This reasoning implies that created grace is not in any sense considered as a sort of ‘autonomous possession’ of a man, permitting him in a way to do without the continual saving activity of God; on the contrary, it is always produced by God Himself, ‘present in the soul.’ This view of the matter is also found in St. Bonaventure—and it provides the second foundation of his reasoning. Arguing this time from the point of view of God, St. Bonaventure explains that the love of God, giving itself, is effective, producing a change in man. Consequently, the disposition, the created habitus is the result of the presence of the God of love. In other words, gratia creata is the result of the continual influence of the divine light; the soul possesses the Spirit, or rather, is possessed by Him. St. Bonaventure sums all this up in the striking formula, which succeeds in avoiding any ambiguity, ‘Habere est haberi, to possess (a habitus) is to be possessed by God.’ (pp. 17-18)
The intent of created grace, therefore, is to clearly assert the regeneration of the human being by grace: man becomes a new creation indwelt by God himself. Three points in particular should be noted. First, behind the scholastic formulation of created grace lies an anti-Pelagian concern: God himself must prepare the human being for deifying union. Second, created grace is not a created “thing” which a human being possesses. It is a disposition given to the sinner that allows him to freely receive the gift of the Holy Spirit. Third, created grace is itself caused by the Spirit, who effects the change of man by his tabernacling presence. In Bonaventure’s words: “To enjoy God means to possess Him. Hence together with grace which, by its God-conforming nature, leads to the enjoyment of God, there is given to man an uncreated Gift, the Holy Spirit, to possess whom is indeed to possess God Himself” (Breviloquium V.1.4)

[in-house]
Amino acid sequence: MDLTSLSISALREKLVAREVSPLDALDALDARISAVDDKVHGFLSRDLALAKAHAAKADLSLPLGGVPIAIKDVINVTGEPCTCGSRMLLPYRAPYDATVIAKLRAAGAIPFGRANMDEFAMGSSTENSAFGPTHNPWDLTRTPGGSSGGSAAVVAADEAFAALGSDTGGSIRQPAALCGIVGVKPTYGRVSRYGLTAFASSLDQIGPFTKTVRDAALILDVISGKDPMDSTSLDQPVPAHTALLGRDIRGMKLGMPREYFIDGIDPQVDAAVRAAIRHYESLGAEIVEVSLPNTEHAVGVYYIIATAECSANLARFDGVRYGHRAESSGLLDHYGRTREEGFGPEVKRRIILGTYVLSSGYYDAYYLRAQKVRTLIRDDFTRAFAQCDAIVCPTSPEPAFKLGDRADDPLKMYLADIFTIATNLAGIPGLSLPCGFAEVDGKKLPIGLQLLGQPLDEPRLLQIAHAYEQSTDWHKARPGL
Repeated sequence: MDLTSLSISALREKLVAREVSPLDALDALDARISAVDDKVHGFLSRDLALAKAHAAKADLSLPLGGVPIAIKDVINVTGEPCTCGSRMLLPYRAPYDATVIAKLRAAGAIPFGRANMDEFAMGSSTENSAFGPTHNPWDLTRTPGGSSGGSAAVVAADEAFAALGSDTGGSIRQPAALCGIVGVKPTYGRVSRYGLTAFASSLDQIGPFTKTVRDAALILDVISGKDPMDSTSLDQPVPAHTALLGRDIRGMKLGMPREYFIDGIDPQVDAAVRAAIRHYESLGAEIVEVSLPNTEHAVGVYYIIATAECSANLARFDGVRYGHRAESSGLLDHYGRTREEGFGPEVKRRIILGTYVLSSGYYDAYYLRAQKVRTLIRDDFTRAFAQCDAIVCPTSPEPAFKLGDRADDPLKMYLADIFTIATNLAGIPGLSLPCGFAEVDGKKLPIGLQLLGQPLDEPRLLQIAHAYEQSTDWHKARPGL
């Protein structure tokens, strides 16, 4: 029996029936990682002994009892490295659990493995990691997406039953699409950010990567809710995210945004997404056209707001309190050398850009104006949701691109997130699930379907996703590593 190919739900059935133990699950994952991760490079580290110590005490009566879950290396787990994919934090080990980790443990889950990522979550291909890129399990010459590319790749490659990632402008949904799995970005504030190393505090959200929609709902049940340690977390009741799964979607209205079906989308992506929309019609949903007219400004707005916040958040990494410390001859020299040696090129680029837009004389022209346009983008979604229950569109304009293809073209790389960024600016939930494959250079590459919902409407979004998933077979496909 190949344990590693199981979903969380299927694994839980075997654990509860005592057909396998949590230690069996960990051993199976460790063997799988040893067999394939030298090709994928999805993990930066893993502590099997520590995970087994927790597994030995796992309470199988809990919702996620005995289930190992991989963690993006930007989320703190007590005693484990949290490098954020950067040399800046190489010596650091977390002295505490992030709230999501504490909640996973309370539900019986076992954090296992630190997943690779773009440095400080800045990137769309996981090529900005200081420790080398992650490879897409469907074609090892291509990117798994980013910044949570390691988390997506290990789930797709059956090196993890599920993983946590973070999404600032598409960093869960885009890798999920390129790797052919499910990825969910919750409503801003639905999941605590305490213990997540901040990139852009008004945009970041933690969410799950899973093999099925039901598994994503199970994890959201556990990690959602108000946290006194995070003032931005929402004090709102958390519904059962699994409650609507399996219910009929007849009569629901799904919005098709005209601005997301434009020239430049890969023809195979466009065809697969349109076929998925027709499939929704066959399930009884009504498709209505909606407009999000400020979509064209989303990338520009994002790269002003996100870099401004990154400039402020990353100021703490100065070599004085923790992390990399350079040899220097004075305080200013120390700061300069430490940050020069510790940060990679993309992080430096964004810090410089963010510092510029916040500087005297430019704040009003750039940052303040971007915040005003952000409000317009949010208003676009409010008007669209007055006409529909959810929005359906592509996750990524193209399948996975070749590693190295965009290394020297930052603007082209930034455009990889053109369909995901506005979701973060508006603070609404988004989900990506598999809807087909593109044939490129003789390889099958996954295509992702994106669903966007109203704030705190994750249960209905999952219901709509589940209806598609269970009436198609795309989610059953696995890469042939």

To the inevitable question “Which comes first, grace or Grace?” perhaps the proper scholastic answer is, yes.
And so Mœller and Philips explicate the position of Aquinas:
The love of God works effectively—a man is changed if the Spirit dwells in him; the habitus is the result of this; there is no question, therefore, of a habitus being required in advance, or produced by any other causality than that of God Himself at the very moment He gives Himself. One must speak in this case of a reciprocal causality, an idea that expresses the unbreakable union between God sanctifying and the soul really changed by God’s entering it. In other words, the idea of created grace simply expresses the reality of regeneration; it is in no way an intermediate reality, a thing, complete in itself, which man possesses as his own. …